English for fun and profit

Continuing the travelogue from my recent visit to Tokyo, I was also struck by the romantic way that English gets employed commercially, with free-spirited metaphors that must mean something different to Japanese than they would to Americans. Here are some examples.

“Freshness Burger” is a popular restaurant chain.




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And where would you go for your haircut, if not Angel gate?




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Which might be better scheduled after rather than before visiting next door’s Yellow Board Boarding-House, whose main advertised quality is the declaration that it is “smoky”.




japan_hair_smoky.jpg


I never figured out exactly what it is you’re supposed to buy here.




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Still, if it’s Japanese rather than English that you crave, I’m pleased to report that Yokohama National University Professor Tatsuyoshi Okimoto and Seikei University Professor Tomoo Inoue (two of my wonderful hosts for the visit) have now translated my Time Series Analysis text into a
two-
volume Japanese set, which apparently is selling very well.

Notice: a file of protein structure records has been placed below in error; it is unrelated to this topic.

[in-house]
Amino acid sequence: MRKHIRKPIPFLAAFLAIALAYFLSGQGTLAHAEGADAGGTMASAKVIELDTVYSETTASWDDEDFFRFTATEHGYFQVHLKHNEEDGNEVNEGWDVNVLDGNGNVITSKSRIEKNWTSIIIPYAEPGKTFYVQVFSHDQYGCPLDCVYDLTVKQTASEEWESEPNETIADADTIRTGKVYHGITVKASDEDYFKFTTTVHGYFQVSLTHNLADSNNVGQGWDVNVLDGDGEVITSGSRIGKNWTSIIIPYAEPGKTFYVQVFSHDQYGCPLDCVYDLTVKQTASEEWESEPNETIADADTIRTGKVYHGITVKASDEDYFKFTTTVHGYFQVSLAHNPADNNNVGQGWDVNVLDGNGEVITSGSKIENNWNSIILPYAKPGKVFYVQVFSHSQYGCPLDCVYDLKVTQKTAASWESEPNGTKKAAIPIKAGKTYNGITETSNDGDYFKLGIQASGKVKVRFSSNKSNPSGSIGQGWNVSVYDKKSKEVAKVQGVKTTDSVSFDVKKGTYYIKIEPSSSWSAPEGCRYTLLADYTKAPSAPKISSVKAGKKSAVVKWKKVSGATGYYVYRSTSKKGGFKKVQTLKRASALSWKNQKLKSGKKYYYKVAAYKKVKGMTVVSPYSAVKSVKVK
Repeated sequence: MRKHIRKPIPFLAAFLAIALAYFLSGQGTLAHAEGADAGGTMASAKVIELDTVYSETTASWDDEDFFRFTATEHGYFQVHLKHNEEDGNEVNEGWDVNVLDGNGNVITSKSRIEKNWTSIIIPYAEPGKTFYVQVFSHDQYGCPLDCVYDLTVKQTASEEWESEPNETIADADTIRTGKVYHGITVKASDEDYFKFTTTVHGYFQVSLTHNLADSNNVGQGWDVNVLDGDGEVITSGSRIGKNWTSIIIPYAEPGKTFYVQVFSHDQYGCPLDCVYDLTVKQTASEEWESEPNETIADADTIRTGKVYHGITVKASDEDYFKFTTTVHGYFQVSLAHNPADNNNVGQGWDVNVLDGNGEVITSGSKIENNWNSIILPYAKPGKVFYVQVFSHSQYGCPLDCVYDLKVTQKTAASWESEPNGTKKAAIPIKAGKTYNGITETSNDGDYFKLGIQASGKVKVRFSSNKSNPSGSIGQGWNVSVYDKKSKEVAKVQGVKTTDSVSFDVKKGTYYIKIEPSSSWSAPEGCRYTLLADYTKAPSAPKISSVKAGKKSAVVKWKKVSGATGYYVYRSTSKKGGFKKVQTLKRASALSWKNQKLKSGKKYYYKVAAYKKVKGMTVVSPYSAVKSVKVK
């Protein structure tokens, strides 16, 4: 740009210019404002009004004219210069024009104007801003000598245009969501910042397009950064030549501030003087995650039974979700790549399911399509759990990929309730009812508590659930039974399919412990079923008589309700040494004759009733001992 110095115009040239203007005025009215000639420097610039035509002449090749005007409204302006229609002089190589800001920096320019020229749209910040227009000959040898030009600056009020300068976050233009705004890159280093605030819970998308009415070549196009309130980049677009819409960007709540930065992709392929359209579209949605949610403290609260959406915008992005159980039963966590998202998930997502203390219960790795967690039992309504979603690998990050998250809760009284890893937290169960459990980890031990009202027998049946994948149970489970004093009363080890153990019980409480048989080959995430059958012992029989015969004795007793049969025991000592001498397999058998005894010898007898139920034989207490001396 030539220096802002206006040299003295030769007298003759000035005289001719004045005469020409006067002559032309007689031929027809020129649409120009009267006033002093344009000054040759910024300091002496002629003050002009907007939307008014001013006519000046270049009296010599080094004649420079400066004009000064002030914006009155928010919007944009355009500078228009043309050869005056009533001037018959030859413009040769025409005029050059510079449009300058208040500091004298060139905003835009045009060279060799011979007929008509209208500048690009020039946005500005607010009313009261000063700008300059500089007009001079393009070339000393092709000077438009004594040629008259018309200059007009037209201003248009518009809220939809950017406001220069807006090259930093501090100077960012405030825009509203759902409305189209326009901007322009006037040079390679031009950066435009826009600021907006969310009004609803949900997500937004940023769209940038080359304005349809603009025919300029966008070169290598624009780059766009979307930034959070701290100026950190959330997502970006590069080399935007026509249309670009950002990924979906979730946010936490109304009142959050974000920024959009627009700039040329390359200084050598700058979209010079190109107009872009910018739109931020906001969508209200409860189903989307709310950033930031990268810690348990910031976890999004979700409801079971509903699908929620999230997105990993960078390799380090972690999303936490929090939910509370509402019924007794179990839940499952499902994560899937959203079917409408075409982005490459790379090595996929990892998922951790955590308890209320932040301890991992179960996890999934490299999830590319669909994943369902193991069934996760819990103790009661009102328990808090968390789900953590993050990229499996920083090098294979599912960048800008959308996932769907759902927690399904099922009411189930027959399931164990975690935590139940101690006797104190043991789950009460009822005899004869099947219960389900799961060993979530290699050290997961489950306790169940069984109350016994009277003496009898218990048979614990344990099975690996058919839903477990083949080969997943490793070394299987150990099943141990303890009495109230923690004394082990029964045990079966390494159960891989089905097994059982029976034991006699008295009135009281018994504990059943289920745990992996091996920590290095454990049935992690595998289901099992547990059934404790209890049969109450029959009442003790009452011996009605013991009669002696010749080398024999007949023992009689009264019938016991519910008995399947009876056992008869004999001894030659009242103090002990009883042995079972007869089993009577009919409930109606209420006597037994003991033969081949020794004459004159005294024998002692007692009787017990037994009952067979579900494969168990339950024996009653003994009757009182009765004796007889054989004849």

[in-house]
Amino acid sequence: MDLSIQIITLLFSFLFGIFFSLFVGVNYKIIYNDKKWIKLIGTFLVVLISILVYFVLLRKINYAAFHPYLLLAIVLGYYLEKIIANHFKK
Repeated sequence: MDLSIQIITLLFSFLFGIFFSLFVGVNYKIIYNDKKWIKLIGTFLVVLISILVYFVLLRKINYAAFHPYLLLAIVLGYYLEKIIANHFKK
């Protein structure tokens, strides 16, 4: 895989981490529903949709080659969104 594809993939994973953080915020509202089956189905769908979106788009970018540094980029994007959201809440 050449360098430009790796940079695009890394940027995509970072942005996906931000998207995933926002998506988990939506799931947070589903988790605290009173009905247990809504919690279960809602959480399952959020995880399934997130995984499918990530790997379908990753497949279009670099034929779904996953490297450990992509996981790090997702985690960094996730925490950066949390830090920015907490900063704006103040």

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But the good stuff is still in English:


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8 thoughts on “English for fun and profit

  1. Anchoku

    So-net is the best on-line translator I’ve found. Don’t forget to connect broken sentences for best conversion. (e.g., half-sentence – formula – half sentence.) Of course, if you’re scanning printed matter, you’ll need OCR software which isn’t free.
    http://www.so-net.ne.jp/translation/

  2. dexev

    That last photo is the least unusual of the bunch — you can see very similar lists walking around trendy shopping districts anywhere in the world.
    Try a google search, appending the word ‘clothing’ to each of the words in that sign, to see what I mean.

  3. Dan

    In regards to English for Profit, the English business in Japan is very broad with the various commercial language schools but also in the education system, where English is now being taught in grade school.

    However, the professor left out the best part of English in Japan…. the T-shirts! Many are truly hilarious.

    English is now well rooted as the international language for business and science and the worldwide ESL/EFL industry has grown quite a bit since the ’70′s.

    This is quite convenient for Americans, but I wonder if the lack of American students mastering a foreign language might not become a hindrance in the future.

  4. jm

    And then there’s the story — perhaps apocryphal — of the large banner displayed at a postwar rally in Tokyo staged by General MacArthur’s fans when he was campaigning as a possible candidate for President.
    Had it been properly spelled, it would have read, “We Pray for MacArthur’s Election!”.

  5. Fred

    Reading a Japanese manual I stopped at the line, “Switch does not work in off position.”

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